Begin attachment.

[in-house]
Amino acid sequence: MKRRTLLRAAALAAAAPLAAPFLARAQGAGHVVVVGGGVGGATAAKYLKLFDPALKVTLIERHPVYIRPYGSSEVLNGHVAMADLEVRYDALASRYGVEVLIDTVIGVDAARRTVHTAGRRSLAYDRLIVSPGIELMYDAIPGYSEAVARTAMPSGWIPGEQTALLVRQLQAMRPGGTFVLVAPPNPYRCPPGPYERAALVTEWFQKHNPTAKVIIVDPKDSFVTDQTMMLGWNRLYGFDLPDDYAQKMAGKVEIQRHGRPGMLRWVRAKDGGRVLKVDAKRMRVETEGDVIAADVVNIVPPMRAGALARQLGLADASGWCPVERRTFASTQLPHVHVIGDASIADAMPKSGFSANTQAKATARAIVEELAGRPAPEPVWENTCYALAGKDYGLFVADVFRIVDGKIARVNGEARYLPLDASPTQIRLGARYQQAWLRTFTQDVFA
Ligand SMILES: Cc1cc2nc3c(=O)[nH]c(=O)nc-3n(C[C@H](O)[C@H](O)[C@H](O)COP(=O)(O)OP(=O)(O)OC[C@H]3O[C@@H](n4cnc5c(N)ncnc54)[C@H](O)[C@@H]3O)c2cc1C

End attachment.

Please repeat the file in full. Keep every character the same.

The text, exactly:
[in-house]
Amino acid sequence: MKRRTLLRAAALAAAAPLAAPFLARAQGAGHVVVVGGGVGGATAAKYLKLFDPALKVTLIERHPVYIRPYGSSEVLNGHVAMADLEVRYDALASRYGVEVLIDTVIGVDAARRTVHTAGRRSLAYDRLIVSPGIELMYDAIPGYSEAVARTAMPSGWIPGEQTALLVRQLQAMRPGGTFVLVAPPNPYRCPPGPYERAALVTEWFQKHNPTAKVIIVDPKDSFVTDQTMMLGWNRLYGFDLPDDYAQKMAGKVEIQRHGRPGMLRWVRAKDGGRVLKVDAKRMRVETEGDVIAADVVNIVPPMRAGALARQLGLADASGWCPVERRTFASTQLPHVHVIGDASIADAMPKSGFSANTQAKATARAIVEELAGRPAPEPVWENTCYALAGKDYGLFVADVFRIVDGKIARVNGEARYLPLDASPTQIRLGARYQQAWLRTFTQDVFA
Ligand SMILES: Cc1cc2nc3c(=O)[nH]c(=O)nc-3n(C[C@H](O)[C@H](O)[C@H](O)COP(=O)(O)OP(=O)(O)OC[C@H]3O[C@@H](n4cnc5c(N)ncnc54)[C@H](O)[C@@H]3O)c2cc1C